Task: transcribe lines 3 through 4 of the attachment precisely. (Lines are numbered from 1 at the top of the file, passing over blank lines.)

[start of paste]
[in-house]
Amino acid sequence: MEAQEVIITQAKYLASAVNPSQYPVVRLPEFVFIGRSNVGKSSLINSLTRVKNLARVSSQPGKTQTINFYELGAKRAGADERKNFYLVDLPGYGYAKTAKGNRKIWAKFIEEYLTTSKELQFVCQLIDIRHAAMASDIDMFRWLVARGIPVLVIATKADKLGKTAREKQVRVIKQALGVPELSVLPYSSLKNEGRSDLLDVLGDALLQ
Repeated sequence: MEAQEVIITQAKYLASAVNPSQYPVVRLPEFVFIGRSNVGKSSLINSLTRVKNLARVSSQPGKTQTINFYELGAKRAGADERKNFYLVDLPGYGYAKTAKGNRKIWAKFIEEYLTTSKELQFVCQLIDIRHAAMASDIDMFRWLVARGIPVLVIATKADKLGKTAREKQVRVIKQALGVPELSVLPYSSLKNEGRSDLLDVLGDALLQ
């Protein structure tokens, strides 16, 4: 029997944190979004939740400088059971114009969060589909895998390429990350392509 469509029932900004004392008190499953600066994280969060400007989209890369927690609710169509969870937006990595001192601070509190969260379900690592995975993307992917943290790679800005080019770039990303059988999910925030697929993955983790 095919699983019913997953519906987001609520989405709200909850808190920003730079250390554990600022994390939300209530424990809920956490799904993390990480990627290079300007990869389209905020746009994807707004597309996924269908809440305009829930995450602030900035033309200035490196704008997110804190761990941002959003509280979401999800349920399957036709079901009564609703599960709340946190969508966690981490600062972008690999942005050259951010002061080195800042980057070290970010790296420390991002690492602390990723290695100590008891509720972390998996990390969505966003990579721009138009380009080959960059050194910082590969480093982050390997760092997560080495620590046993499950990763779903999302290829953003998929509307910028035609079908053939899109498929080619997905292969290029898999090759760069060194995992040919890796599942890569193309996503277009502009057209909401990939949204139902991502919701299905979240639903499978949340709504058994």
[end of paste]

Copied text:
Repeated sequence: MEAQEVIITQAKYLASAVNPSQYPVVRLPEFVFIGRSNVGKSSLINSLTRVKNLARVSSQPGKTQTINFYELGAKRAGADERKNFYLVDLPGYGYAKTAKGNRKIWAKFIEEYLTTSKELQFVCQLIDIRHAAMASDIDMFRWLVARGIPVLVIATKADKLGKTAREKQVRVIKQALGVPELSVLPYSSLKNEGRSDLLDVLGDALLQ
């Protein structure tokens, strides 16, 4: 029997944190979004939740400088059971114009969060589909895998390429990350392509 469509029932900004004392008190499953600066994280969060400007989209890369927690609710169509969870937006990595001192601070509190969260379900690592995975993307992917943290790679800005080019770039990303059988999910925030697929993955983790 095919699983019913997953519906987001609520989405709200909850808190920003730079250390554990600022994390939300209530424990809920956490799904993390990480990627290079300007990869389209905020746009994807707004597309996924269908809440305009829930995450602030900035033309200035490196704008997110804190761990941002959003509280979401999800349920399957036709079901009564609703599960709340946190969508966690981490600062972008690999942005050259951010002061080195800042980057070290970010790296420390991002690492602390990723290695100590008891509720972390998996990390969505966003990579721009138009380009080959960059050194910082590969480093982050390997760092997560080495620590046993499950990763779903999302290829953003998929509307910028035609079908053939899109498929080619997905292969290029898999090759760069060194995992040919890796599942890569193309996503277009502009057209909401990939949204139902991502919701299905979240639903499978949340709504058994």